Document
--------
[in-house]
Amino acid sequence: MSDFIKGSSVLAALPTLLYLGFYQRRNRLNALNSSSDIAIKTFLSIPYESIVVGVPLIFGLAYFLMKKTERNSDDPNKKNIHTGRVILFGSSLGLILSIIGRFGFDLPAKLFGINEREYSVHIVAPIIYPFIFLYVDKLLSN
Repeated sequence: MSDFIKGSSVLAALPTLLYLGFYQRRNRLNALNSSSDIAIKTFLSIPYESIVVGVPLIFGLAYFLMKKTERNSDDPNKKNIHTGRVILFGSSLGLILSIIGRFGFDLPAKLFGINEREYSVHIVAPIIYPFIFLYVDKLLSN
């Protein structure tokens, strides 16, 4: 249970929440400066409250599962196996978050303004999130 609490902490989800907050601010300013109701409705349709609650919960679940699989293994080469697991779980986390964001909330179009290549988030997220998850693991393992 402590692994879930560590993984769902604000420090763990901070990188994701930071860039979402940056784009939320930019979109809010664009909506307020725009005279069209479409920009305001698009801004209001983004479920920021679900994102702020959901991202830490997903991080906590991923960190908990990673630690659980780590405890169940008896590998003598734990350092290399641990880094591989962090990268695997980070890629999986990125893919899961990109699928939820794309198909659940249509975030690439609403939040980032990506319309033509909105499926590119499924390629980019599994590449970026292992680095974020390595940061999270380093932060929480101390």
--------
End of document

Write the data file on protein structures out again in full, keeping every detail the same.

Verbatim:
[in-house]
Amino acid sequence: MSDFIKGSSVLAALPTLLYLGFYQRRNRLNALNSSSDIAIKTFLSIPYESIVVGVPLIFGLAYFLMKKTERNSDDPNKKNIHTGRVILFGSSLGLILSIIGRFGFDLPAKLFGINEREYSVHIVAPIIYPFIFLYVDKLLSN
Repeated sequence: MSDFIKGSSVLAALPTLLYLGFYQRRNRLNALNSSSDIAIKTFLSIPYESIVVGVPLIFGLAYFLMKKTERNSDDPNKKNIHTGRVILFGSSLGLILSIIGRFGFDLPAKLFGINEREYSVHIVAPIIYPFIFLYVDKLLSN
């Protein structure tokens, strides 16, 4: 249970929440400066409250599962196996978050303004999130 609490902490989800907050601010300013109701409705349709609650919960679940699989293994080469697991779980986390964001909330179009290549988030997220998850693991393992 402590692994879930560590993984769902604000420090763990901070990188994701930071860039979402940056784009939320930019979109809010664009909506307020725009005279069209479409920009305001698009801004209001983004479920920021679900994102702020959901991202830490997903991080906590991923960190908990990673630690659980780590405890169940008896590998003598734990350092290399641990880094591989962090990268695997980070890629999986990125893919899961990109699928939820794309198909659940249509975030690439609403939040980032990506319309033509909105499926590119499924390629980019599994590449970026292992680095974020390595940061999270380093932060929480101390």